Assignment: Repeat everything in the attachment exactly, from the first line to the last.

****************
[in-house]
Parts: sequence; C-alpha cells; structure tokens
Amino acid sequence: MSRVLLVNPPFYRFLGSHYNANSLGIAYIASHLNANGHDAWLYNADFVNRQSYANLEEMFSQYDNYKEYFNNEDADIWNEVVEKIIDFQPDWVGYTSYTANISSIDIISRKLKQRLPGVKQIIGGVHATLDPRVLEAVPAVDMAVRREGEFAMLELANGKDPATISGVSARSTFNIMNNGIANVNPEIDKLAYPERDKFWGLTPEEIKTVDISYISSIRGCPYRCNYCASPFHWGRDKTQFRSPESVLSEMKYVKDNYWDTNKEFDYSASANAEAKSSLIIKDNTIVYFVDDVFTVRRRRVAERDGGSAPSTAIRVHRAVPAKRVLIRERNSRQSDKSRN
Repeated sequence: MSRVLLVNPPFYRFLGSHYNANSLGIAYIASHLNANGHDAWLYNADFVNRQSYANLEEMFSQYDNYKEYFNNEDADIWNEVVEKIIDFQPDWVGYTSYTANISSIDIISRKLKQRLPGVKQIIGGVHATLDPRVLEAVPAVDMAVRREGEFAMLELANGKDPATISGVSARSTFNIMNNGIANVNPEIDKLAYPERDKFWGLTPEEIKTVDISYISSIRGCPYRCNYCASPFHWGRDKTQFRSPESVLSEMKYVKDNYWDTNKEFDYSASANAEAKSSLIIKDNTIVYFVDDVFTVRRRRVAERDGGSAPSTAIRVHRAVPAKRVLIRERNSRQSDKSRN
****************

[in-house]
Parts: sequence; C-alpha cells; structure tokens
Amino acid sequence: MSRVLLVNPPFYRFLGSHYNANSLGIAYIASHLNANGHDAWLYNADFVNRQSYANLEEMFSQYDNYKEYFNNEDADIWNEVVEKIIDFQPDWVGYTSYTANISSIDIISRKLKQRLPGVKQIIGGVHATLDPRVLEAVPAVDMAVRREGEFAMLELANGKDPATISGVSARSTFNIMNNGIANVNPEIDKLAYPERDKFWGLTPEEIKTVDISYISSIRGCPYRCNYCASPFHWGRDKTQFRSPESVLSEMKYVKDNYWDTNKEFDYSASANAEAKSSLIIKDNTIVYFVDDVFTVRRRRVAERDGGSAPSTAIRVHRAVPAKRVLIRERNSRQSDKSRN
Repeated sequence: MSRVLLVNPPFYRFLGSHYNANSLGIAYIASHLNANGHDAWLYNADFVNRQSYANLEEMFSQYDNYKEYFNNEDADIWNEVVEKIIDFQPDWVGYTSYTANISSIDIISRKLKQRLPGVKQIIGGVHATLDPRVLEAVPAVDMAVRREGEFAMLELANGKDPATISGVSARSTFNIMNNGIANVNPEIDKLAYPERDKFWGLTPEEIKTVDISYISSIRGCPYRCNYCASPFHWGRDKTQFRSPESVLSEMKYVKDNYWDTNKEFDYSASANAEAKSSLIIKDNTIVYFVDDVFTVRRRRVAERDGGSAPSTAIRVHRAVPAKRVLIRERNSRQSDKSRN